For a long time, folks assumed that our child and adolescent mental health practice would be extremely busy during the Christmas season. The struggles many adults experience with depression and loneliness at this time of the year have been very well-documented. Believe it or not, until the last five years, our pace in the office tended to slow considerably during the Christmas season.
Kids with common mental health conditions react to the holidays very differently than do adults. Today, we’ll look at three struggles common during Christmas break among the kids and families we serve, and suggest practical strategies for parents to minimize the impact of the holidays upon their children.
Problem: Kids who are anxious and/or struggle with obsessive thinking don’t do well with down time over the Christmas break.
Solution: Busy is better!
This is the single biggest factor that contributed to our Christmas season becoming a busy time of the year in our office. Kids who are prone to sadness or irritability as a result of obsessive thinking often cope by distracting themselves with schoolwork or activities demanding lots of time. When the normal school routine (accompanied by lots of homework and and extracurricular activities) comes to a screeching halt in late December, it’s not unusual for kids who dwell too much on bothersome or distressing thoughts to become intensely more sad or angry or irritable.
Parents of kids who obsess too much can proactively address this problem by arranging opportunities for their child or teen to stay busy over the break. If they’re old enough, volunteer opportunities through churches and non-profits are plentiful at this time of year. Parents might consider making plans for family activities likely to keep their child engaged…trips to art museums, science museums, the movies, concerts, plays and outdoor sports may all be welcome diversions. The other time of year when planned trips or activities may be helpful is the first two weeks after school lets out for the summer, before the schedule of camps and summer-long activities kicks in.
Problem: Kids who struggle with emotional self-regulation, social anxiety or sensory processing often experience challenges at gatherings with extended family, or other activities associated with the Christmas season.
Solution: Parents must be careful to manage their expectations…and the expectations of family members when kids have neuropsychiatric conditions.
Some kids have more difficulty masking their disappointment over gifts than others. Emotional self-regulation is one of the executive functions that mature more slowly in kids with common mental health disorders. The picture with Santa isn’t worth it if your painfully shy kid is going to melt down at the prospect of sitting on Santa’s lap. A child with sensory issues may find the prospect of hugging Aunt Betty as downright aversive, even if she doesn’t smell of alcohol and cigarette smoke.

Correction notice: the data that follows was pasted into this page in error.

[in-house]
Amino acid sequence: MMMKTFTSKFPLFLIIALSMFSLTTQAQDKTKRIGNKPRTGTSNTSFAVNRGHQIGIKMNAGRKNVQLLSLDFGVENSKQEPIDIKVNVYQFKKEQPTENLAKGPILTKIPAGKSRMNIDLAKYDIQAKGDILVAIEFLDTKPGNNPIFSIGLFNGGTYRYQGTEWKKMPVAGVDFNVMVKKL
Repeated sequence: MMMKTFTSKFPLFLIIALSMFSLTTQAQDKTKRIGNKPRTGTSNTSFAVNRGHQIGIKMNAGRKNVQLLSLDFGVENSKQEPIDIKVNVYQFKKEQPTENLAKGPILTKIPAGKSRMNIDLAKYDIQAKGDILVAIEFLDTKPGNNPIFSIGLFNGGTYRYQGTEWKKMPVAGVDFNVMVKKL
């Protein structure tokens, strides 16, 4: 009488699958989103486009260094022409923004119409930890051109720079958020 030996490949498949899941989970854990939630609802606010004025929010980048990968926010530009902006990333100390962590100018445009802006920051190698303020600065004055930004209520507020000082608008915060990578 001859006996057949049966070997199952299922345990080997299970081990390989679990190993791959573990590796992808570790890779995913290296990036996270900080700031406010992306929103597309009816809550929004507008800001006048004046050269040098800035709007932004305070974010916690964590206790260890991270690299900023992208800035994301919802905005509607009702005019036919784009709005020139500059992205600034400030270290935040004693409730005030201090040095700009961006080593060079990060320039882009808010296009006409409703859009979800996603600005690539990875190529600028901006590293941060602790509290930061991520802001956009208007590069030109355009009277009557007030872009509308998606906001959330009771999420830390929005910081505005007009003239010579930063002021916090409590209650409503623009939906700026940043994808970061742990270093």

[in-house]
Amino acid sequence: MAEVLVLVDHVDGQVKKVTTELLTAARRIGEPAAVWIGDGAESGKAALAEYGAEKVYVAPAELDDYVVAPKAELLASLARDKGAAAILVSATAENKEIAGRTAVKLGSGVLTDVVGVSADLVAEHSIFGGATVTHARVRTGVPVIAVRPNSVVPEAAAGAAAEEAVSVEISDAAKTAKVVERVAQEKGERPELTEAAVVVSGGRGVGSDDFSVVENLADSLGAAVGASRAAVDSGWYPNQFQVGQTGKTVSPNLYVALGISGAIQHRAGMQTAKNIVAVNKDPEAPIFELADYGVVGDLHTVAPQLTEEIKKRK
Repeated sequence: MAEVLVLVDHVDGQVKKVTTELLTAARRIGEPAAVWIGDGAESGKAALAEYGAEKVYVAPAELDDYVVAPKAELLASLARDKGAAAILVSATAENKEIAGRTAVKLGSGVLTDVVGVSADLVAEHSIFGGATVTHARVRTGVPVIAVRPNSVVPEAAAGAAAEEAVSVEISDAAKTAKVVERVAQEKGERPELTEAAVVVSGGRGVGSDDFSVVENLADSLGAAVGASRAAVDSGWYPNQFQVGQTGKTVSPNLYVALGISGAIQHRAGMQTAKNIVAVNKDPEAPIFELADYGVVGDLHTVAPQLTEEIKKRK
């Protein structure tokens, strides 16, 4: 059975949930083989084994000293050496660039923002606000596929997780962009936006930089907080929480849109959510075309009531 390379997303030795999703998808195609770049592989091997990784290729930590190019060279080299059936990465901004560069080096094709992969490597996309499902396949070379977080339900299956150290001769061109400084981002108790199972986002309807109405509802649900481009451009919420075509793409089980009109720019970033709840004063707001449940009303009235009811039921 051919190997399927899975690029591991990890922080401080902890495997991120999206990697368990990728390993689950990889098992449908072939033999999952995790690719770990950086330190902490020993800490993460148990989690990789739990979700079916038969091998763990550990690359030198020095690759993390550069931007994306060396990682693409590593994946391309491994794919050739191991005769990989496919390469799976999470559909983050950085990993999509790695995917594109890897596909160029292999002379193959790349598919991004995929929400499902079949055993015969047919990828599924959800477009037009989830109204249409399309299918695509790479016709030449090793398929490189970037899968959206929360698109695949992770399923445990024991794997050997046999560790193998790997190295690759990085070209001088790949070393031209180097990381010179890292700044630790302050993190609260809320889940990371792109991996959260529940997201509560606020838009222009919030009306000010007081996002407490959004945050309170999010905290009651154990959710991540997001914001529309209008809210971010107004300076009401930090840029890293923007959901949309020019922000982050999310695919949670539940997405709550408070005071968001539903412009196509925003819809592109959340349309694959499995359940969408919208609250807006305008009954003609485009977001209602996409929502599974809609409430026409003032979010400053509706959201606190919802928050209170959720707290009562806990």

To the extent possible, the holidays do represent an opportunity for parents to educate relatives about the conditions their children experience, along with interaction strategies likely to result in pleasant memories for all.
Problem: With the excitement of the season and changes in routine that occur during the Christmas season, many kids with common mental illnesses experience difficulty with self-control.
Solution: Parents and caregivers need to be very intentional in attempting to maintain some structure during a very busy holiday season.
As a general rule of thumb, kids who struggle with common mental health conditions are capable of controlling their behavior and managing their emotions ways-it just requires much more mental effort for them to do so than for another child of the same age. I’d define “structure” as clear and predictable rules, expectations and routines for task completion and interpersonal relationships. “Structure” allows kids to devote cognitive resources and energy to the task at hand as opposed to expending mental effort navigating the immediate demands of their environment.
Let’s apply this concept to the holidays…For kids who struggle with self-control, their risk for disruptive behavior is generally reduced during predictable and familiar routines. As the environment becomes more chaotic, noisy, disorganized and unpredictable, their resources for maintaining self-control become more limited.
I’ll also reinforce the importance of re-establishing routines as the resumption of school approaches. It’s not at all unusual for kids to need a week or more to settle back into their school routines after two weeks of excitement and sleep deprivation.
Can you help us to help churches pursue kids with disabilities and their families? For this year’s Key Ministry Online Campaign, we’re asking our friends not for money, but to share our ministry’s Facebook page with others who share interest in our mission. We’re over halfway to our goal of 5,000 “likes”! Here’s more on how you can help.